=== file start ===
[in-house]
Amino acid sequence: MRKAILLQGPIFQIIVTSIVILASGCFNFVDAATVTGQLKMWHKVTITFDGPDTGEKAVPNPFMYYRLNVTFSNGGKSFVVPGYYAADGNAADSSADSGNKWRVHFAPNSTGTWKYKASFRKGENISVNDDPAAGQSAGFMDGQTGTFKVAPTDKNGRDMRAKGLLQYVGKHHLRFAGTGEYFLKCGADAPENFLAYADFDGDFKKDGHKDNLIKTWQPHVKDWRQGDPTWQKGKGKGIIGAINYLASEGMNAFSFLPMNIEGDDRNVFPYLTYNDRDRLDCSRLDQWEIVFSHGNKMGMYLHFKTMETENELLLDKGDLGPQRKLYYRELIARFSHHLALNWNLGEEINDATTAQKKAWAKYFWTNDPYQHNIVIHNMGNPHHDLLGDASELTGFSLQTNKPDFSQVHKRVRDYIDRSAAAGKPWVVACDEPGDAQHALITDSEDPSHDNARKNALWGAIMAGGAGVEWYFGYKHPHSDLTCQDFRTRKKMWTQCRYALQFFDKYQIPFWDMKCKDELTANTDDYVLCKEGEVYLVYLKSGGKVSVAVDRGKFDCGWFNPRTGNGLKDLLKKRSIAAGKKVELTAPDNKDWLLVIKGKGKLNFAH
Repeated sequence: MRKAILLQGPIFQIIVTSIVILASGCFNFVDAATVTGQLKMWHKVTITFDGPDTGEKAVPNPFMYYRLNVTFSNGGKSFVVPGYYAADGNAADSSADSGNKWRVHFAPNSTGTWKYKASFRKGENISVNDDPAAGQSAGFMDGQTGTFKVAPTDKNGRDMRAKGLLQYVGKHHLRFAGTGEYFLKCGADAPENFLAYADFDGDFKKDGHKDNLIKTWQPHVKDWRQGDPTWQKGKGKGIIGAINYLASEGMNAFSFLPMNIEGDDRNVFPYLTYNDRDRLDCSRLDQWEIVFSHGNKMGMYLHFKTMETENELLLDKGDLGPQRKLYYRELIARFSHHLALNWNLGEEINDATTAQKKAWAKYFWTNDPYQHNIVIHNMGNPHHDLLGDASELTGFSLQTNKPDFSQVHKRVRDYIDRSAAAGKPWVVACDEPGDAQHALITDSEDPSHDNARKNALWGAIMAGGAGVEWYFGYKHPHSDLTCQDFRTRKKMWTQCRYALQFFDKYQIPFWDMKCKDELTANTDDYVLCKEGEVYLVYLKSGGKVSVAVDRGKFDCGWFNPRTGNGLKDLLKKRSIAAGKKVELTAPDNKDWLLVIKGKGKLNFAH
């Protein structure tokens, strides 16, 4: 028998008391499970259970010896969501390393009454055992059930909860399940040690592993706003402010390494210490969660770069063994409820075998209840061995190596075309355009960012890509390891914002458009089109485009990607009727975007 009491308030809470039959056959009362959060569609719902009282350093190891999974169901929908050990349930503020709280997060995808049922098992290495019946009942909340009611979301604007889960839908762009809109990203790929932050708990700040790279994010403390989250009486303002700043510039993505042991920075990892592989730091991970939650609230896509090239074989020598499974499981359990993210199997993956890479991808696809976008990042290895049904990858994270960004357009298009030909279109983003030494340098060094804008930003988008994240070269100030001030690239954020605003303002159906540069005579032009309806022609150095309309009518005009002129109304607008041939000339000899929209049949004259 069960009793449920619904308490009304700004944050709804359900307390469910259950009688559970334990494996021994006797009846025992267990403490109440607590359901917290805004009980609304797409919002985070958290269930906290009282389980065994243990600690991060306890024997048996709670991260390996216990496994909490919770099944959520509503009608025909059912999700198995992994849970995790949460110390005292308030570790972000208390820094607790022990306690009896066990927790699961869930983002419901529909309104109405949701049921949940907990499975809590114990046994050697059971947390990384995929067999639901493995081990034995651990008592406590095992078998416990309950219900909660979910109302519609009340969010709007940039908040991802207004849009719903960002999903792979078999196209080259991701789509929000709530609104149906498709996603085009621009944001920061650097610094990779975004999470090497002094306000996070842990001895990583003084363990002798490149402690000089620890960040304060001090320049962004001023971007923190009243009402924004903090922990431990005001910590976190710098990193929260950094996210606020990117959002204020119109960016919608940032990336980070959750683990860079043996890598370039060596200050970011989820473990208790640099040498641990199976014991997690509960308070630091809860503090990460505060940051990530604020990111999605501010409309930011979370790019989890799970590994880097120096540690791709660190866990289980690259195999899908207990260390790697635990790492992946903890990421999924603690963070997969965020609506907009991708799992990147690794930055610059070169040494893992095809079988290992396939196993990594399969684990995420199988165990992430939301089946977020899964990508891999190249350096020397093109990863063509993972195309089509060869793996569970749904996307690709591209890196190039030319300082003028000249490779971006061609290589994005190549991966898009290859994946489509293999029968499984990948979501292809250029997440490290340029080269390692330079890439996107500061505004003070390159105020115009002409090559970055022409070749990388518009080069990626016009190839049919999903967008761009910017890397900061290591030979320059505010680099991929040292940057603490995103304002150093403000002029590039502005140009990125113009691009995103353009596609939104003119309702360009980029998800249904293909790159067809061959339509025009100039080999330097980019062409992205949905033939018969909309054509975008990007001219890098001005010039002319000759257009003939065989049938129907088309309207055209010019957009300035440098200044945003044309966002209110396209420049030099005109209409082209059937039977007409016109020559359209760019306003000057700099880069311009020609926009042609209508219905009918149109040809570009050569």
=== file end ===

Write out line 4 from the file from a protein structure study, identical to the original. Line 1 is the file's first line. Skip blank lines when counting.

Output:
């Protein structure tokens, strides 16, 4: 028998008391499970259970010896969501390393009454055992059930909860399940040690592993706003402010390494210490969660770069063994409820075998209840061995190596075309355009960012890509390891914002458009089109485009990607009727975007 009491308030809470039959056959009362959060569609719902009282350093190891999974169901929908050990349930503020709280997060995808049922098992290495019946009942909340009611979301604007889960839908762009809109990203790929932050708990700040790279994010403390989250009486303002700043510039993505042991920075990892592989730091991970939650609230896509090239074989020598499974499981359990993210199997993956890479991808696809976008990042290895049904990858994270960004357009298009030909279109983003030494340098060094804008930003988008994240070269100030001030690239954020605003303002159906540069005579032009309806022609150095309309009518005009002129109304607008041939000339000899929209049949004259 069960009793449920619904308490009304700004944050709804359900307390469910259950009688559970334990494996021994006797009846025992267990403490109440607590359901917290805004009980609304797409919002985070958290269930906290009282389980065994243990600690991060306890024997048996709670991260390996216990496994909490919770099944959520509503009608025909059912999700198995992994849970995790949460110390005292308030570790972000208390820094607790022990306690009896066990927790699961869930983002419901529909309104109405949701049921949940907990499975809590114990046994050697059971947390990384995929067999639901493995081990034995651990008592406590095992078998416990309950219900909660979910109302519609009340969010709007940039908040991802207004849009719903960002999903792979078999196209080259991701789509929000709530609104149906498709996603085009621009944001920061650097610094990779975004999470090497002094306000996070842990001895990583003084363990002798490149402690000089620890960040304060001090320049962004001023971007923190009243009402924004903090922990431990005001910590976190710098990193929260950094996210606020990117959002204020119109960016919608940032990336980070959750683990860079043996890598370039060596200050970011989820473990208790640099040498641990199976014991997690509960308070630091809860503090990460505060940051990530604020990111999605501010409309930011979370790019989890799970590994880097120096540690791709660190866990289980690259195999899908207990260390790697635990790492992946903890990421999924603690963070997969965020609506907009991708799992990147690794930055610059070169040494893992095809079988290992396939196993990594399969684990995420199988165990992430939301089946977020899964990508891999190249350096020397093109990863063509993972195309089509060869793996569970749904996307690709591209890196190039030319300082003028000249490779971006061609290589994005190549991966898009290859994946489509293999029968499984990948979501292809250029997440490290340029080269390692330079890439996107500061505004003070390159105020115009002409090559970055022409070749990388518009080069990626016009190839049919999903967008761009910017890397900061290591030979320059505010680099991929040292940057603490995103304002150093403000002029590039502005140009990125113009691009995103353009596609939104003119309702360009980029998800249904293909790159067809061959339509025009100039080999330097980019062409992205949905033939018969909309054509975008990007001219890098001005010039002319000759257009003939065989049938129907088309309207055209010019957009300035440098200044945003044309966002209110396209420049030099005109209409082209059937039977007409016109020559359209760019306003000057700099880069311009020609926009042609209508219905009918149109040809570009050569």